PRATTVILLE — Two Trump administration officials and U.S. Representative Gary Palmer (R-Hoover) gathered on Friday to announce a $37 million investment by the federal government in rural Alabama’s internet access.
The investment comes in the form of grants and loans to internet providers that make expanding high-speed service to more rural customers economically feasible.
According to the USDA, the investment announced Friday will provide high-speed internet to more than 28,000 people across over 11,100 households, including 432 farms.
The two Trump administration officials present for the announcement on Friday were United States Department of Agriculture (USDA) Deputy Under Secretary of Rural Development Bette Brand and USDA Rural Development State Director Chris Beeker.
“When rural America thrives, all of America thrives,” said Brand at the announcement, which was hosted by Central Alabama Electric Cooperative and emceed with efficiency by Beeker.
Six companies will split the $37 million, which will be distributed via both grants and loans. The customers receiving the upgraded internet service are in a 14-county stretch of central Alabama to the north and west of Montgomery.
The funding comes from the second round of the federal government’s ReConnect program, which was recently infused with an extra $100 billion under the CARES Act.
ReConnect is run by the USDA and is tasked with evaluating and selecting applications by rural broadband providers that want public funds to help allay the cost of providing high-speed service to more people.
Alabama received the fourth-most funding of any state in round one of the program, a big portion of which was announced in Hamilton in late 2019.
The USDA detailed each new investment it is making as follows:
- Central Alabama Electric Cooperative will use a $8.6 million ReConnect grant to deploy a fiber-to-the-premises network to connect 13,853 people, 149 farms, 77 businesses and one fire station to high-speed broadband internet in Bibb, Chilton, Perry, Autauga, Talladega, Elmore and Coosa counties in Alabama.
- Millry Telephone Company Inc. will use a $8.3 million ReConnect grant to deploy a fiber-to-the-premises network to connect 4,444 people, 84 farms, 46 businesses, four fire stations and a post office to high-speed broadband internet in Choctaw and Washington counties in Alabama.
- Pine Belt Telephone Company Inc. will use a $6.5 million ReConnect grant and a $6.5 million ReConnect loan to deploy a fiber-to-the-premises network to connect 5,799 people, 143 farms, 83 businesses, five fire stations, five educational facilities and four post offices to high-speed broadband internet in Perry, Hale and Marengo counties in Alabama.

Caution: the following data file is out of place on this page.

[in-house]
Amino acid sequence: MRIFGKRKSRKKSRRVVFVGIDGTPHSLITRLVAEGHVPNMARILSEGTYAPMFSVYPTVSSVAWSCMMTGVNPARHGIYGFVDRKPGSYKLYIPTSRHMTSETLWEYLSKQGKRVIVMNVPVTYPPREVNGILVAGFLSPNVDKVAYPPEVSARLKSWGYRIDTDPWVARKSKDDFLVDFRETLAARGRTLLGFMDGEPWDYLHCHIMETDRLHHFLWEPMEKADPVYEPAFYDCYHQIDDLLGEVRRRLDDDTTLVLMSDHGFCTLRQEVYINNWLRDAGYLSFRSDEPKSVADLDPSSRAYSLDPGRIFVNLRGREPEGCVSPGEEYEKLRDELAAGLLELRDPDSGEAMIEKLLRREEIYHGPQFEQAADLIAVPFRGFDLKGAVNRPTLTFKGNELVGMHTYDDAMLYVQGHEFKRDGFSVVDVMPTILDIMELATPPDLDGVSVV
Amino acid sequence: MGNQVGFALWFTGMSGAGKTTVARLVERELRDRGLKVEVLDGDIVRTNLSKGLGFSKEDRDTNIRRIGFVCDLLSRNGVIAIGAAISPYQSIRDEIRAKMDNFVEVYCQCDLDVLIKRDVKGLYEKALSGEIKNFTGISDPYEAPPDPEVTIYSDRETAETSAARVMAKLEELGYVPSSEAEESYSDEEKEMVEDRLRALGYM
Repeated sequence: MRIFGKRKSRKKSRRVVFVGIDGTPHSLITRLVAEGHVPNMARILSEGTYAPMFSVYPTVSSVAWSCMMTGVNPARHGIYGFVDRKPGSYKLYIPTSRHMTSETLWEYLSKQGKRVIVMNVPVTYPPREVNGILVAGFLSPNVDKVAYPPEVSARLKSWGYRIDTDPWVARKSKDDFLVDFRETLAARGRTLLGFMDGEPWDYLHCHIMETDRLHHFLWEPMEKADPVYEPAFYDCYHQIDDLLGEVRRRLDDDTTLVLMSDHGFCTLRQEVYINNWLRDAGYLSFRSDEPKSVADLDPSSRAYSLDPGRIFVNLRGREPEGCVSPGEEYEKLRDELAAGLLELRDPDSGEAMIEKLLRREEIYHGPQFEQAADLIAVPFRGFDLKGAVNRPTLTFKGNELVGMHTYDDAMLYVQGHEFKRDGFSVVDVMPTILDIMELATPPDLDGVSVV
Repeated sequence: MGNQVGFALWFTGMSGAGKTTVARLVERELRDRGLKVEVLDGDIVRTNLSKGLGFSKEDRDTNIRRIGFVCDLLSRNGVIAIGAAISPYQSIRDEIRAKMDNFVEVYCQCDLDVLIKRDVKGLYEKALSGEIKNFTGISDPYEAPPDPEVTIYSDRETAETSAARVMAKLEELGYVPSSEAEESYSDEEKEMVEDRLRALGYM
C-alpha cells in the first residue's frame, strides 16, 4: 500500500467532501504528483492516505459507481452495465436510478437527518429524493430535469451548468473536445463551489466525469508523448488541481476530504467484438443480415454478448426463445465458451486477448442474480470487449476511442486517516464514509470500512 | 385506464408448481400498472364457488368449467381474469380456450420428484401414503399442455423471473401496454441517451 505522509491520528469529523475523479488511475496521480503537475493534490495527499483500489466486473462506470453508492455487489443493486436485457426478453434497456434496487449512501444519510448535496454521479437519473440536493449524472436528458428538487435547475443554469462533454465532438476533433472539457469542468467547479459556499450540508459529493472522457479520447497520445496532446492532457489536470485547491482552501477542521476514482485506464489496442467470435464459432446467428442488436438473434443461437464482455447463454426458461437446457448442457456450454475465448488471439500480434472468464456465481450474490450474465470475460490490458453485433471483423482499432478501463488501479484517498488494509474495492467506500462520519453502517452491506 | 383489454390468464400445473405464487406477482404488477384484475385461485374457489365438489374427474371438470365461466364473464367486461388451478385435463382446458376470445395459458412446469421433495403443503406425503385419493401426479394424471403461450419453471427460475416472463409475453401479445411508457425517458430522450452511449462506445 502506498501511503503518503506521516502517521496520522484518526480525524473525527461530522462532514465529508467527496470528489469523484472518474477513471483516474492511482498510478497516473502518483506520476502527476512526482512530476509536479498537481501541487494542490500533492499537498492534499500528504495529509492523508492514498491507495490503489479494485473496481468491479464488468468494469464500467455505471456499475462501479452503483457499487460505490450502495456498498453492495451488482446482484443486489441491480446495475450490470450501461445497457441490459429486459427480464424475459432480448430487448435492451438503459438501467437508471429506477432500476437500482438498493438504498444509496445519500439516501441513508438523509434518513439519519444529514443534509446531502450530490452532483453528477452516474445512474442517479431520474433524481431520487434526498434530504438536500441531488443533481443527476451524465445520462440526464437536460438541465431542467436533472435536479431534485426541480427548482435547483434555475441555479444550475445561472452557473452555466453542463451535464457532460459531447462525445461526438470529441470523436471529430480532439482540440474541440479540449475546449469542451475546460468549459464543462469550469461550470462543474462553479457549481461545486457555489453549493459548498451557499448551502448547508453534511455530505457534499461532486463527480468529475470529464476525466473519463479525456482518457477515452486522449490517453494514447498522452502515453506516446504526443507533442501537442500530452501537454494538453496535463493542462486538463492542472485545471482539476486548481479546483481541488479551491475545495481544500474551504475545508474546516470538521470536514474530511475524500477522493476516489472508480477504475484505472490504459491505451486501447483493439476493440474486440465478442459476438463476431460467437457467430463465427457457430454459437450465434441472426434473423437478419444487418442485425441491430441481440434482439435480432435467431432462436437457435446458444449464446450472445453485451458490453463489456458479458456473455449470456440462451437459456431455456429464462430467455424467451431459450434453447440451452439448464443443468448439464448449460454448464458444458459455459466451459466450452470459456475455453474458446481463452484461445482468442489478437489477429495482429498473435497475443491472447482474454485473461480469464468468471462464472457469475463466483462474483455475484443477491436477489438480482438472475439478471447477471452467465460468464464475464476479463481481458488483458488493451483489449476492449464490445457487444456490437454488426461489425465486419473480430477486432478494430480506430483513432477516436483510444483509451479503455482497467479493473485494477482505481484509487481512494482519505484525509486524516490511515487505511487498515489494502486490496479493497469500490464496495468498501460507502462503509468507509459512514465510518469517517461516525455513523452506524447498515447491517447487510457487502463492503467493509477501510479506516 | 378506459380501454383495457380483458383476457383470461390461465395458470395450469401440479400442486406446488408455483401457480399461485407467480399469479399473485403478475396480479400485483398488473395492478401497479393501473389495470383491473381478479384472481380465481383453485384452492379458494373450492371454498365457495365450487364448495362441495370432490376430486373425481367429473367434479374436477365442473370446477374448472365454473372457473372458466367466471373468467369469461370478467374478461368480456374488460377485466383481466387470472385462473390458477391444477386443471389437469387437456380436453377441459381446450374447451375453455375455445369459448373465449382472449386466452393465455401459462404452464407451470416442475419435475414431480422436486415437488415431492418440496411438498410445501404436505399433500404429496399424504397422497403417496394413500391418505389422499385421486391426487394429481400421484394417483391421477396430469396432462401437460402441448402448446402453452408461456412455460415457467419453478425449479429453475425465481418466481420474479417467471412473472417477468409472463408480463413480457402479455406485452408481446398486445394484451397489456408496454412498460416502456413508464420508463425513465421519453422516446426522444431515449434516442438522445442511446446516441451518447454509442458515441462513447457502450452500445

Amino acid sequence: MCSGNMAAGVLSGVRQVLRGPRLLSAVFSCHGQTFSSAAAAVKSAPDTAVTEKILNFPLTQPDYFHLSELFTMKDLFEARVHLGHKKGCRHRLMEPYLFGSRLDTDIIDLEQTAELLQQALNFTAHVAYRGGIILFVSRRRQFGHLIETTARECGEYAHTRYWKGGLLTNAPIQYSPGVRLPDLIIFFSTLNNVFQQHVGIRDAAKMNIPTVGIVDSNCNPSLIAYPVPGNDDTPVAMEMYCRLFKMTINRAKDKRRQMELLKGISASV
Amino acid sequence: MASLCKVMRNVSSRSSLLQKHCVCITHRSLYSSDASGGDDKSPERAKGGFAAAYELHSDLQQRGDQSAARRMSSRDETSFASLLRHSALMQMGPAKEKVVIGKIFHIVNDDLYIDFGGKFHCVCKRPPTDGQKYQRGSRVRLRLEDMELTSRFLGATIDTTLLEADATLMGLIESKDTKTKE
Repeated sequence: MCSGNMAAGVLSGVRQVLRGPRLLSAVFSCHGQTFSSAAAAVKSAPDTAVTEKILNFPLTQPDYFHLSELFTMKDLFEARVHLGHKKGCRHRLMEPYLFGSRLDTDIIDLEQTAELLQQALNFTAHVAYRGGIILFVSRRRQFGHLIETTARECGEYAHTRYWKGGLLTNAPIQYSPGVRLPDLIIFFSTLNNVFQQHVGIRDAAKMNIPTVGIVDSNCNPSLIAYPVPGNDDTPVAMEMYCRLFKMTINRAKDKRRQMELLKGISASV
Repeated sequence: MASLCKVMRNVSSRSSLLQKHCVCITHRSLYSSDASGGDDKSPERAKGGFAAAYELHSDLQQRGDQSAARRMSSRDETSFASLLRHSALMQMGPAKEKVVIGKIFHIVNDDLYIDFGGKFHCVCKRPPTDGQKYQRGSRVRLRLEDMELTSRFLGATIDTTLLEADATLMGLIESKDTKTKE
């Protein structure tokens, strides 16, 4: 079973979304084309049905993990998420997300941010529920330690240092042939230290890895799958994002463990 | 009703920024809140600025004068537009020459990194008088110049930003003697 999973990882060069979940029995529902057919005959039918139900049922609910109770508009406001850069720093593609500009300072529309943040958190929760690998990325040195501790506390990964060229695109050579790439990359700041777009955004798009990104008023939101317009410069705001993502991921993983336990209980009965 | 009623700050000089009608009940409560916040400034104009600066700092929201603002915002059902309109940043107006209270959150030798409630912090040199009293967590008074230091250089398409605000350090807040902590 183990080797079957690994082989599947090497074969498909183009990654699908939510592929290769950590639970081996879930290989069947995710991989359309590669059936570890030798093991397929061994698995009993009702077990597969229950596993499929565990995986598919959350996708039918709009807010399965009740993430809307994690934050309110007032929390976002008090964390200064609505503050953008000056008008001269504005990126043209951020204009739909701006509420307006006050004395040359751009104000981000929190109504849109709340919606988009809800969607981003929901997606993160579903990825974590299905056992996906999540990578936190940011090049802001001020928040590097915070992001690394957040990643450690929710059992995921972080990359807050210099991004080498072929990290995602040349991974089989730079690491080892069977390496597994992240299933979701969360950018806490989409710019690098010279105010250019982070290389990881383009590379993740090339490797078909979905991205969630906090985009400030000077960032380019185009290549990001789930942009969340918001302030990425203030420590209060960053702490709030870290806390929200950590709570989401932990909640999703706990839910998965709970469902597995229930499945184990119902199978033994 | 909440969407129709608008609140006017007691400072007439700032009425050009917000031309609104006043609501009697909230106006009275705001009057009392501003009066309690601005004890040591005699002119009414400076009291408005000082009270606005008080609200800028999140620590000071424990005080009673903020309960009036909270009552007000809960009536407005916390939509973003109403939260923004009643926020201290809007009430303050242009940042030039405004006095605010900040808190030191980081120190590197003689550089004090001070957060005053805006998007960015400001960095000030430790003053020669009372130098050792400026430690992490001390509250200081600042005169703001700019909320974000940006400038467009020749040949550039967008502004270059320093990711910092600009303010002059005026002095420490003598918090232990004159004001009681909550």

- Mon-Cre Telephone Cooperative Inc. will use a $5.8 million ReConnect grant to deploy a fiber-to-the-premises network to connect 2,546 people, 36 farms, 19 businesses and three fire stations to high-speed broadband internet in Crenshaw, Lowndes and Montgomery counties in Alabama.
- Hayneville Telephone Company Inc. will use a $1.5 million ReConnect grant to deploy a fiber-to-the-premises network to connect 1,481 people, 19 farms, nine businesses, and four educational facilities to high-speed broadband internet in Lowndes County, Alabama.
- Moundville Telephone Co. Inc. will use a $166,000 ReConnect grant to deploy a fiber-to-the-premises network to connect 111 people and a farm to high-speed broadband internet in Hale County, Alabama.
Palmer, who has constituents that will be provided better internet because of the announced grants, spoke at the event on Friday.
“Having grown up in rural Alabama, I know how important this is,” he remarked.
Palmer was raised in Hackleburg, current population of 1,466, a small town in Marion County.
“We have a chance to revitalize rural economies, especially around small towns,” he added about the impact of investing in rural broadband.
Alabama Agriculture Commissioner Rick Pate echoed that sentiment after the event, telling reporters that quality internet gives communities such as his home of Lowndes County a shot at cutting down on the population loss that affects so many rural areas.
“Connectivity is critically important for families, businesses, farms, and public safety and community services – particularly during a time when remote access is paramount,” said U.S. Senator Shelby (R-AL) in a statement on Friday.
He added, “These USDA grants will help provide high-speed internet access to thousands of Alabamians in rural areas. I am proud that the Administration has awarded this $37 million investment to our state and look forward to the benefits it will bring to 14 counties in central Alabama.”
Beeker, in his remarks, praised the “great partnerships and incredible teamwork” that was necessary to pull off such a large project.
“A lot of work has gone into all of this; these are good programs. What Bette says, it really means a lot when you stop and think about it. When rural America thrives, all of America thrives,” Beeker concluded.
Henry Thornton is a staff writer for Yellowhammer News. You can contact him by email: email@example.com or on Twitter @HenryThornton95.